Play therapy differs from regular play in that the therapist helps children to identify and work through their own problems. Play therapy builds on the natural way that children learn, communicate, and gain insight about themselves. Through play therapy, children can learn to communicate needs, wants, and wishes in a manner that allows caregivers, friends, family to understand and resolve the child’s need. Play provides a safe psychological distance from their problems and allows expression of thoughts and feelings appropriate to their development.
Why Play in Therapy?
Play therapy is an evidenced based approach to therapy that builds on the normal language of children. Therapists implement play therapy to help children “play out” what is troubling them when they do not have the language to express their thoughts and feelings. In play therapy, toys are like the child’s words and play is the child’s language. Play therapy allows children to learncoping skills that enable them to better manage their behaviors and emotions. Play therapy may also be used to increase critical thinking skills for the child enabling him/her to develop insight about inner conflicts as well as solve his or her difficulties.
What is a Registered Play Therapist?
A Registered Play Therapist (RPT) is a specially trained mental health professionals who has met the criteria necessary to be an RPT. An RPT has had 150 hours of training, and 300-500 hours of supervision, and has met credentialing by the Association for Play Therapy.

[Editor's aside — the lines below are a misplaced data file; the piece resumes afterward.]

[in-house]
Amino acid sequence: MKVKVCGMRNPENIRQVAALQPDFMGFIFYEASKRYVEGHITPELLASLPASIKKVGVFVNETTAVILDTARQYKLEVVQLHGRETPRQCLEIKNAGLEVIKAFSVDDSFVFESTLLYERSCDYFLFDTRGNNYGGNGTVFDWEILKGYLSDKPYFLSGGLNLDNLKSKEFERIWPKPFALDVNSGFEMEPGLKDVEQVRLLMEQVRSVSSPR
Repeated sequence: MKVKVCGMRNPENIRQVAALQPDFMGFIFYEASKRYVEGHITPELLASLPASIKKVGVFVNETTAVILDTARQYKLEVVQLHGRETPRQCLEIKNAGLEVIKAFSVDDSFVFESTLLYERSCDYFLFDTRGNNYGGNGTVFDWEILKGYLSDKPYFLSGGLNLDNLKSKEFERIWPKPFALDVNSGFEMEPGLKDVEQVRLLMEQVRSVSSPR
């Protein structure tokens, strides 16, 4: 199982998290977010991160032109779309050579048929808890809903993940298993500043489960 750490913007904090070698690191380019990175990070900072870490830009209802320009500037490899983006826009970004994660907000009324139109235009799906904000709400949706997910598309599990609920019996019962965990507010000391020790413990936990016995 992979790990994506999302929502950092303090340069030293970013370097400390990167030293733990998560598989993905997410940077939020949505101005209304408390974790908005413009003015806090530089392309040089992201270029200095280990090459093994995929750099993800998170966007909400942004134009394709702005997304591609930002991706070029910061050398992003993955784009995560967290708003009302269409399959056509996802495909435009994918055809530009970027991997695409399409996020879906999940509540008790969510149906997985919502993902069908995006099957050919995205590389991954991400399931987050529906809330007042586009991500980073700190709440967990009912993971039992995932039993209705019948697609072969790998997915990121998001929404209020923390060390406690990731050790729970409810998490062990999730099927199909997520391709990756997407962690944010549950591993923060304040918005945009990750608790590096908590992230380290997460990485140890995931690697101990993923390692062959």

How Does Play Therapy Work?
Often, children have used up their own problem proving skills resulting in misbehavior at school, home, and with friends. Play therapy allows trained clinicians who specialize in play therapy, to assess and understand children’s play. By confronting problems in the clinical Play Therapy setting, children find healthier solutions for communicating their needs, wants, and feelings.
Who Benefits from Play Therapy?
Although everyone benefits, play therapy is especially appropriate for children ages 3 through 12; however, In recent years, play therapy interventions have also been applied to infants and toddlers (Schaefer et. al., 2008).
How Will Play Therapy Benefit A Child?
Play therapy can benefit a children experiencing disorders such as anxiety disorders, obsessive-compulsive disorders, depression, attention deficit hyperactivity, autism spectrum, oppositional defiant and conduct disorders, anger management, crisis and trauma, grief and loss, divorce and family dissolution, academic and social developmental, and physical and learning disabilities.
How Long Does Play Therapy Take?
Each play therapy session varies in length but usually last about 30 to 50 minutes. Sessions are usually held weekly; however, can be modified if necessary.
Will Family Be Involved in Play Therapy?
Families play an important role in children’s healing processes. The play therapist will make some decisions about how and when to involve some or all members of the family in the play therapy. At a minimum, the therapist will want to communicate regularly with the child’s caretakers to develop a plan for resolving problems as they are identified and to monitor the progress of the treatment.